KIEV, 4 June. The rector of the parish of the Ukrainian Orthodox church of the village of Grigorovko, Obukhhov district of Kiev region, Fr Alexander Vorona, was beaten near the village soviet by schismatic filaretites. The priest's cassock was ripped and his cross was torn off because he was trying to agree with representatives of the local government about the procedure for the return of the church that had earlier been taken from its rightful owners, UPTs believers, by schismatics. The decision regarding the transfer of the church was made in the spring of this year by an appeals court of the city of Kiev. The transfer of the church was supposed to take place on 9 June of this year. Fr Alexander Vorona submitted a statement about the beating to the agencies of internal affairs of Obukhov district. Judging from the schismatics' conduct, they are not about to return the church. (tr. by PDS)
Russian text at Ukrainian Orthodox Church
(posted 4 June 1998)
PEACE CONFERENCE NOT PEACEFUL
Ukrainian Orthodox Church
KIEV, 25 May. On the initiative of the state organization committee for preparation and celebration of the bimillennium of the birth of Christ in the year 2000 in Ukraine, the State Committee of Ukraine on Religious Affairs, the All-Ukrainian Council of Churches and Religious Organizations, and the National Academy of Sciences of Ukraine an All-Ukrainian Christian forum under the slogan "The harvest of justice is sown by deeds of peace" was held in the Great Conference Hall of the National Academy of Sciences of Ukraine on 20-21 May 1998. Ukrainian vice premier V.A. Smoly presided at the forum. Participants in the work of the forum included delegations consisted of fifteen persons each from the Ukrainian Orthodox church, the Ukrainian Autocephalous Orthodox church, the Ukrainian Orthodox church--Kievan patriarchate, Roman Catholic church, the All-Ukrainian Union of Associated Evangelical Christians-Baptists, the All-Ukrainian Union of Churches of Christians of Evangelical Faith--Pentecostals, the Ukrainian United Conference of Seventh-day Adventists, the Transcarpathian Reformed church, the German Evangelical-Lutheran church, and the Armenian Apostolic church. The delegation of the Ukrainian Orthodox church was headed by the administrator of affairs of UPTs, Archbishop Ionafan of Sumi and Akhtyrka. The delegations included Bishop Sofrony of Cherkass and Kanev, Bishop Avgustin of Lviv and Drogobych, Bishop Gury of Zhitomir and Novograd-Volyn, Archpriest Nikolai Zabuga, rector of Kiev Ecclesiastical Academy and Seminary, and priests and laity of UPTs.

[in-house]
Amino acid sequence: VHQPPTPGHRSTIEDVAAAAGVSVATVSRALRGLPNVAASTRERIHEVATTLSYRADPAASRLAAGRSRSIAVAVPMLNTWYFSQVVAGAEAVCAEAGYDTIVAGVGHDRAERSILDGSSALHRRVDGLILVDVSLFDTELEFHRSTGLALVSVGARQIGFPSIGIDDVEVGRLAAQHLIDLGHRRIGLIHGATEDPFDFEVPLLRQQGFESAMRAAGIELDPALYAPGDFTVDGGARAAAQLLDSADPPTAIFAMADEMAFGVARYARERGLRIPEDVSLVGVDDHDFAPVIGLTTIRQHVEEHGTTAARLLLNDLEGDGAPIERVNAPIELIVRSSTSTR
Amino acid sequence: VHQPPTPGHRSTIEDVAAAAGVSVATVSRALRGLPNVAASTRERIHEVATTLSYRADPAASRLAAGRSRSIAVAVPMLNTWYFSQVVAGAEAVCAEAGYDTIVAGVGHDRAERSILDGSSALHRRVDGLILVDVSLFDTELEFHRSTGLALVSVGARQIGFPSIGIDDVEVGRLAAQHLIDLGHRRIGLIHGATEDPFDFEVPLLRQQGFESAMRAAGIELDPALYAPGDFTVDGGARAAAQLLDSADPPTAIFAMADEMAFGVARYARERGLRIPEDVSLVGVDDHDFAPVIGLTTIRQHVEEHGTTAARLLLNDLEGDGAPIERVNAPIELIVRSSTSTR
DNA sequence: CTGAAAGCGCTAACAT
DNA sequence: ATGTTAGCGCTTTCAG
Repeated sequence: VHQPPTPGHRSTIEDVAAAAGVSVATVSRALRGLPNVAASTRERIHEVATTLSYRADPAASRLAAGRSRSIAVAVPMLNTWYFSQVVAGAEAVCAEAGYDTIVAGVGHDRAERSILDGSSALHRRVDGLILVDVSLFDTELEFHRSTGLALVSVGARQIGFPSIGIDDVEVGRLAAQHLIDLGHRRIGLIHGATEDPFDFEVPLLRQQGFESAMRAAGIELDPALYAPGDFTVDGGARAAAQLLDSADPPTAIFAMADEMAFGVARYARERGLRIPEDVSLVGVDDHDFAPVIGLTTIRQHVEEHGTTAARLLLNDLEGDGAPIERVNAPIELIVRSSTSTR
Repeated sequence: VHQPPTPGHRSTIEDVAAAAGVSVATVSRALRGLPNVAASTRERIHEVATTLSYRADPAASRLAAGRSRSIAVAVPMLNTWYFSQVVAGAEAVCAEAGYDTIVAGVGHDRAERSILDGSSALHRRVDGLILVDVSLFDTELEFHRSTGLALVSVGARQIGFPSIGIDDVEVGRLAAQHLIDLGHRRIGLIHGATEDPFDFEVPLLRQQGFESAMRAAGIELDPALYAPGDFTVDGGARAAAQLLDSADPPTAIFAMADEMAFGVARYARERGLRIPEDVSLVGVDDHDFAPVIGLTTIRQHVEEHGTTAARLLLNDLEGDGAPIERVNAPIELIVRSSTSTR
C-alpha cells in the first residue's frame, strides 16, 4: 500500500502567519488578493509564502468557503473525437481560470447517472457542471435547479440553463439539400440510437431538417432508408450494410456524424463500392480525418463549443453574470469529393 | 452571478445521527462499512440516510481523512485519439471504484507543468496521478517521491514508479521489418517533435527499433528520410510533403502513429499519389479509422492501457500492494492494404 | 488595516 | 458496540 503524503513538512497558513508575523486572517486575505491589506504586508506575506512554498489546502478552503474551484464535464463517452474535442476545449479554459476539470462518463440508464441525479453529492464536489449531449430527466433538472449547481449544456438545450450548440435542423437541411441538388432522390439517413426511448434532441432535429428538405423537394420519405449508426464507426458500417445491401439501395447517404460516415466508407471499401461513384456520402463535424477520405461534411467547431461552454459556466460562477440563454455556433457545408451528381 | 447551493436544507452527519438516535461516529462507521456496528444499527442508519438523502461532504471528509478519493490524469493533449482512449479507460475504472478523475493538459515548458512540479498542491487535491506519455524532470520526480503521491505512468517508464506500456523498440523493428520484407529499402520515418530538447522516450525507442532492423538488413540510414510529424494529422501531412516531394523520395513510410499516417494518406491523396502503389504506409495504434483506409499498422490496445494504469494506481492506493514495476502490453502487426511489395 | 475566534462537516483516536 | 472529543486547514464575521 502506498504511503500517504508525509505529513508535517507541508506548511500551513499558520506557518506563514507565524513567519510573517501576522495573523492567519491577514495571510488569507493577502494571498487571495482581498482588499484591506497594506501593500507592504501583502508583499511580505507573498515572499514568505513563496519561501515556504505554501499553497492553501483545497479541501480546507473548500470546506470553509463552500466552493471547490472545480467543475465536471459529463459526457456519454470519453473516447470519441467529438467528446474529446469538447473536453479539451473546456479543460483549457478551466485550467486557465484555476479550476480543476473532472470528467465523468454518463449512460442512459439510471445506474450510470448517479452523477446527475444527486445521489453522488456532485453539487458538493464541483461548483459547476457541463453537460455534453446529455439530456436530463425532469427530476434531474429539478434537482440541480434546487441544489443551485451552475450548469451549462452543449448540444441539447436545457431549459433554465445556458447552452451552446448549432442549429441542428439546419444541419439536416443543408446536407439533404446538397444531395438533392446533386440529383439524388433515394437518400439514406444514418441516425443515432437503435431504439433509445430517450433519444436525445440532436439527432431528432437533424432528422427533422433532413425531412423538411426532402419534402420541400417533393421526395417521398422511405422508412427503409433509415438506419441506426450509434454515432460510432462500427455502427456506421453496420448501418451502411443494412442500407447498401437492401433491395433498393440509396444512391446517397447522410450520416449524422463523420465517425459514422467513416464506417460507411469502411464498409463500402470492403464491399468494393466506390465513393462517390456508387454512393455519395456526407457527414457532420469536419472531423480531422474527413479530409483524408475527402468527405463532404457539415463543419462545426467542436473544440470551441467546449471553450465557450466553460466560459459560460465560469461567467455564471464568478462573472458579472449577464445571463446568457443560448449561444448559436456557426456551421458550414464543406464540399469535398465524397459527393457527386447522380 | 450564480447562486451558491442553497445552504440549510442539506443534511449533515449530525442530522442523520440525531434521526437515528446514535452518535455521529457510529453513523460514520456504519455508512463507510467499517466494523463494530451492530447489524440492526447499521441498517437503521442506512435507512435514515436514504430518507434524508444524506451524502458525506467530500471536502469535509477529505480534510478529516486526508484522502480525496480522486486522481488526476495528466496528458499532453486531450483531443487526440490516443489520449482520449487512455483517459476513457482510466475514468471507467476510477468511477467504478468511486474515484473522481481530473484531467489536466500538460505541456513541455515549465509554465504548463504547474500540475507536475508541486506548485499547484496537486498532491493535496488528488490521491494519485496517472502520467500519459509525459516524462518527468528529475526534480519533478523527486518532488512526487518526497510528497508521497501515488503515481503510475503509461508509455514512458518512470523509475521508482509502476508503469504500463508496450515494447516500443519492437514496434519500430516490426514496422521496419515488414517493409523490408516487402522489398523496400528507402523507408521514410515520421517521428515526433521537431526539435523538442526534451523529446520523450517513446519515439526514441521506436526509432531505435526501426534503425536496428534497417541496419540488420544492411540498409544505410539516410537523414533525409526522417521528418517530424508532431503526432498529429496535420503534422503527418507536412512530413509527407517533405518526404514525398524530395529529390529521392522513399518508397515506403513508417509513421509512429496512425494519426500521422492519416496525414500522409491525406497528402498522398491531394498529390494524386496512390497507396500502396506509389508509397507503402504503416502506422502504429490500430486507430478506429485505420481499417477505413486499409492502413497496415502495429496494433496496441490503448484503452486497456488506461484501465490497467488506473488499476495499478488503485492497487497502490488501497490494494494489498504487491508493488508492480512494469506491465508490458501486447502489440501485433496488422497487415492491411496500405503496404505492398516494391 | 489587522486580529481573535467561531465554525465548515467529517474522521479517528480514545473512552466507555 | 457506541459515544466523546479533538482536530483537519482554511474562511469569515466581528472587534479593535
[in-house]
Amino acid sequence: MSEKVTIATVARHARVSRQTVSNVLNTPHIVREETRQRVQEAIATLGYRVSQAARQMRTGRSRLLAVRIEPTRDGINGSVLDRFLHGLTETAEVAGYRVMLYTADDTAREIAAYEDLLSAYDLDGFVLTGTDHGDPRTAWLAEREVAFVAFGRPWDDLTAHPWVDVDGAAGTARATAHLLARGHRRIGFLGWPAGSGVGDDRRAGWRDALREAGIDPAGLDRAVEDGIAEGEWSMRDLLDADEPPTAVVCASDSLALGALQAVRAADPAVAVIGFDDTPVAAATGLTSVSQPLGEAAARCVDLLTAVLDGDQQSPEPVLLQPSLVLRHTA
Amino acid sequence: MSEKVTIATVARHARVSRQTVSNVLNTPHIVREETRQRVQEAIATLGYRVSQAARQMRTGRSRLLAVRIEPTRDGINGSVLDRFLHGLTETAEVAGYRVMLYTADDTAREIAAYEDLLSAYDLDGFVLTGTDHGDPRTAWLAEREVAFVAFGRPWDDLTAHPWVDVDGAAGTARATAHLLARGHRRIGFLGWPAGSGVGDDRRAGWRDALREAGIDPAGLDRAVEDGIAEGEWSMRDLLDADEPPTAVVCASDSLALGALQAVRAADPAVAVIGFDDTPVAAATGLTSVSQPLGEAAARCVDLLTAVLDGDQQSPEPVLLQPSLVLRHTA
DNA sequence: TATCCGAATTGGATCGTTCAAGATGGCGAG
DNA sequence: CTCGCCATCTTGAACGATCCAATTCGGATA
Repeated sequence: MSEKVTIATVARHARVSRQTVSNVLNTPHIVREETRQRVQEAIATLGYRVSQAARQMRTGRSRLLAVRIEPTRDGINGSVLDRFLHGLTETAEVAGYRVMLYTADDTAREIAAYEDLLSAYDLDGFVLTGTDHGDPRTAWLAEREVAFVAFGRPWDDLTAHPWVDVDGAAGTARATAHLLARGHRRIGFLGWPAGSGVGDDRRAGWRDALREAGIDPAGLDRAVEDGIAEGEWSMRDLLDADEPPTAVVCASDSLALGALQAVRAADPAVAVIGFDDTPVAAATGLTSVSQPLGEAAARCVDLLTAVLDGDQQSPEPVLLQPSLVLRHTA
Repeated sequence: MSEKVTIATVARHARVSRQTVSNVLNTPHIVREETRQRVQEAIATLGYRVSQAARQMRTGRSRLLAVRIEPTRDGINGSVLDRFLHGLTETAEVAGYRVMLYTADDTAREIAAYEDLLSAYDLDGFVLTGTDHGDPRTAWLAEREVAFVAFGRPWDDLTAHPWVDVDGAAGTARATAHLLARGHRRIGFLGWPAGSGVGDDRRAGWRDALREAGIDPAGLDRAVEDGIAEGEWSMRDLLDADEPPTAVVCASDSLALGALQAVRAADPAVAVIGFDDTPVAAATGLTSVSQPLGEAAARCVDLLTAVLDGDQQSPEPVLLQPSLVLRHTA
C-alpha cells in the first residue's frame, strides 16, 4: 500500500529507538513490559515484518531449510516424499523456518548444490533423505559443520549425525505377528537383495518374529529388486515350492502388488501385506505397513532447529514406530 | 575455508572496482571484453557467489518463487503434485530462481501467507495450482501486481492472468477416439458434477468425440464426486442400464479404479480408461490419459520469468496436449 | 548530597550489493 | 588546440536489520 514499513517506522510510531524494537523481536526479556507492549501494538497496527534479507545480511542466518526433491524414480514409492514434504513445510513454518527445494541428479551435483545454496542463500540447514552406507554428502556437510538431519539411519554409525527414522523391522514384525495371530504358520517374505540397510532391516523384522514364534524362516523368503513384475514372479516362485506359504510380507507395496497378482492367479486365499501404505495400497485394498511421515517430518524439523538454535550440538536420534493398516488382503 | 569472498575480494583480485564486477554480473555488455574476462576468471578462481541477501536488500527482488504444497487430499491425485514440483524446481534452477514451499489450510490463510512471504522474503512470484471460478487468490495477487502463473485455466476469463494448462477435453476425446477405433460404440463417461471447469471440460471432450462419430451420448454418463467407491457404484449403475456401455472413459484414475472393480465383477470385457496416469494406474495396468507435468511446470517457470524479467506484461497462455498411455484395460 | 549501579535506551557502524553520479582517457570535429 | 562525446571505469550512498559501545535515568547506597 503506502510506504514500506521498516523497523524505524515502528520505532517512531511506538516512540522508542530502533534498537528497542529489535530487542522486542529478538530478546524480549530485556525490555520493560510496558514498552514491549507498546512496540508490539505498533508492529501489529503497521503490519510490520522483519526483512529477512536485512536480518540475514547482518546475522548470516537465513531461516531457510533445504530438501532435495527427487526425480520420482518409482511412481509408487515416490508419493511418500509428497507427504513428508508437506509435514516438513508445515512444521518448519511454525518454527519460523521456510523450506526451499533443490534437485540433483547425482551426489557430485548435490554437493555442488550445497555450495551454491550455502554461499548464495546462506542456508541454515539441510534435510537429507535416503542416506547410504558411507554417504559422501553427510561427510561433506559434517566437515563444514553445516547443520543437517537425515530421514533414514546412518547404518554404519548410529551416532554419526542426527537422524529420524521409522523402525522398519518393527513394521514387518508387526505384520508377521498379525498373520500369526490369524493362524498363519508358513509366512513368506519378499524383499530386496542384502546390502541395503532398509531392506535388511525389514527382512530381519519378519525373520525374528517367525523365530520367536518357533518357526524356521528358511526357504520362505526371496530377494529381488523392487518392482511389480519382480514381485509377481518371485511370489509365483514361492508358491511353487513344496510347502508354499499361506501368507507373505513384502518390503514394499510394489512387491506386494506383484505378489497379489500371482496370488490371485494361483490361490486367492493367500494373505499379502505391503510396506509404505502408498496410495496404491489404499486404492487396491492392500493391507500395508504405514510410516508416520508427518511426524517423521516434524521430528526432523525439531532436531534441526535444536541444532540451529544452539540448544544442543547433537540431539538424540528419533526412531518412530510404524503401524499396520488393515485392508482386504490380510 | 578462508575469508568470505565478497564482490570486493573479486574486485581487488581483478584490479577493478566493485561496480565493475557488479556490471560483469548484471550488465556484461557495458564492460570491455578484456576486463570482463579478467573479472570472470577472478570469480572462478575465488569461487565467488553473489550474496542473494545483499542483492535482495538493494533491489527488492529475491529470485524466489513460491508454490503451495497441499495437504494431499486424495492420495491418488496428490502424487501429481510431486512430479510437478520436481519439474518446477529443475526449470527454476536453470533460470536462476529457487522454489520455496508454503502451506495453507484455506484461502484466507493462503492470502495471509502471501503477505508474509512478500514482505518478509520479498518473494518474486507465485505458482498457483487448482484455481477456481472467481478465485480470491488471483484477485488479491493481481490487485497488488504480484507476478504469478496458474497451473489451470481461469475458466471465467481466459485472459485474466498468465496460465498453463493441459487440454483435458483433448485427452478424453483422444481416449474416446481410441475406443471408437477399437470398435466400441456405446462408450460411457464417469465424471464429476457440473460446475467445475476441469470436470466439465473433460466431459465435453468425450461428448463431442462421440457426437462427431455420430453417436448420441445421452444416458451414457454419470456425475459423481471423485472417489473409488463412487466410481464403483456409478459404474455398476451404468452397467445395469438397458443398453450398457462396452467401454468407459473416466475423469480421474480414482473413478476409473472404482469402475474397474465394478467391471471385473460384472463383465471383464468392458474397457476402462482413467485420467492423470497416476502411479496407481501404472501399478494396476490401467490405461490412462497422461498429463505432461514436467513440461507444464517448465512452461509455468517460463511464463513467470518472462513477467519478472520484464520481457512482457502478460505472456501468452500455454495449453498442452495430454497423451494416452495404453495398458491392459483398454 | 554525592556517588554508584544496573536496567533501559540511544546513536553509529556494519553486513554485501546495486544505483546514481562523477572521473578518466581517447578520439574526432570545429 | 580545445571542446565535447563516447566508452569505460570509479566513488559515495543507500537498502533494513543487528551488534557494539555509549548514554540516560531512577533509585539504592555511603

In the opinion of the organizers of the forum, the plenary session was to begin with joint prayer of all participants. However the delegatin of UPTs offically refused to take part in the "ecumenical" prayer along with schismatics and those who beleive differently. And when, despite the Orthodox protest, the head of the Kievan patriarchate (which is not recognized by anyone in the Orthodox world), the anathematized former monk Filaret Denisenko struck up the "Our Father," the head of the UPTs delegation, Archbishop Ionafan, left the presidium.
Upon completion of the work of the forum there was not attempt at joint prayer. Considering that at the recent pan-Orthodox conference at Thessaloniki on the question of the need for Orthodox churches to participate in the work of the World Council of Churches representatives of the local churches were unanimous in saying that delegations with the right of observers should be sent to the upcoming session of WCC but they should not participate in joint prayers, one can suggest that in the near future the question of the usefulness of participation by UPTs not only in the work of such forums but also in the All-Ukrainian Council of Churches and Religious Organizations should be raised. (tr. by PDS)
Russian text at Ukrainian Orthodox Church
(posted 4 June 1998)